Himalayan balsam (Impatiens glandulifera) is an introduced summer annual that has naturalised in the UK, mainly along riverbanks and ditches. It prefers moist soils but will grow pretty much anywhere. Plants can grow up to 3m tall, making this the tallest annual species growing wild in the UK.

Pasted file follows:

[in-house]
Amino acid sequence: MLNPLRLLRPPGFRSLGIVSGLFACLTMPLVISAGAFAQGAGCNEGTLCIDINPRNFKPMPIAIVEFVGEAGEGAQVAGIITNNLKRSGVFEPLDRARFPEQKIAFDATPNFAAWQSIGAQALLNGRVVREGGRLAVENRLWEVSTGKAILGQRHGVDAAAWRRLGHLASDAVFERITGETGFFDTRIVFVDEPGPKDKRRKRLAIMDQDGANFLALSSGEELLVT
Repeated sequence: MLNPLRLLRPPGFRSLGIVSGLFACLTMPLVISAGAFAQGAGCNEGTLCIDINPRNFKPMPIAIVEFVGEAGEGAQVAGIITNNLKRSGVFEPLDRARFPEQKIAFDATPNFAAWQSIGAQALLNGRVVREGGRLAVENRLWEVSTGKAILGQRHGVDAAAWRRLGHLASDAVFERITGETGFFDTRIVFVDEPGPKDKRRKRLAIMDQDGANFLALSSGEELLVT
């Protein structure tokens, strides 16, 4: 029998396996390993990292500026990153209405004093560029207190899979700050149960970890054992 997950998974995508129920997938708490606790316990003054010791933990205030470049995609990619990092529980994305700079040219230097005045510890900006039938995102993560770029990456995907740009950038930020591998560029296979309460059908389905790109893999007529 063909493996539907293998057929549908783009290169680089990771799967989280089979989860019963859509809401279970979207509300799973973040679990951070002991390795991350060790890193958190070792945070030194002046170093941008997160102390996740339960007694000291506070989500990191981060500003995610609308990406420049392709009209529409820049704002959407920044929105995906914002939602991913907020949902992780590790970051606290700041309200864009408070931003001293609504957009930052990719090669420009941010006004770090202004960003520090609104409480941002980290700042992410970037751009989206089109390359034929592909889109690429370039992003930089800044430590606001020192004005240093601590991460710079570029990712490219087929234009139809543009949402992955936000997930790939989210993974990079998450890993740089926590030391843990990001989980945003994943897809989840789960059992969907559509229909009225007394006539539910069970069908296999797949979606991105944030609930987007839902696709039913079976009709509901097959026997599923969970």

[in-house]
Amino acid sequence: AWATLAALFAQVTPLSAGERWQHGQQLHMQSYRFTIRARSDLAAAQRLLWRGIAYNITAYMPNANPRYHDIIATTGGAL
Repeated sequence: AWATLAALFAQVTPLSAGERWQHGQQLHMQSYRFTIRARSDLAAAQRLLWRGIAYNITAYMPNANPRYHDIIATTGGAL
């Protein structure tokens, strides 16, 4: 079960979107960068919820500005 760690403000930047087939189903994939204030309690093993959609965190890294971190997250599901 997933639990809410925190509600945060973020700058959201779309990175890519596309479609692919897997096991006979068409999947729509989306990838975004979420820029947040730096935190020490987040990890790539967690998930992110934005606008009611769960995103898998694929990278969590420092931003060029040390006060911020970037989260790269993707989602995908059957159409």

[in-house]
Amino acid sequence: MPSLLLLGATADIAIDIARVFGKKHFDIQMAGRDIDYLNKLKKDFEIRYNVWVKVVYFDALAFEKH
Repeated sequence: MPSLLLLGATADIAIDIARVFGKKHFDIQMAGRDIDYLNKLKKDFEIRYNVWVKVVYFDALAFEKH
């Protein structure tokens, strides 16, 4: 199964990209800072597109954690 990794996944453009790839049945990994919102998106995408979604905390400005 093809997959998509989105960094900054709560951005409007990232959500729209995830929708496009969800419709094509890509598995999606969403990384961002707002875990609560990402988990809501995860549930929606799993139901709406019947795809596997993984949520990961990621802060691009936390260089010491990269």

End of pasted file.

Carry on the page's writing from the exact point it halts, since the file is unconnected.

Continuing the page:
A native of the Western Himalaya, it was introduced in 1839 to Kew Gardens as a greenhouse exotic. It escaped into the wild and is now recorded throughout the UK, particularly along the banks of watercourses. It is locally common in Wales and England. It is less frequent in the Highlands of Scotland and western parts of Northern Ireland, but it is rapidly increasing its range. It grows quickly, spreads easily, readily colonises new areas and out-competes other vegetation. When the plants die back each winter they leave large areas of bare ground that can be sensitive to erosion.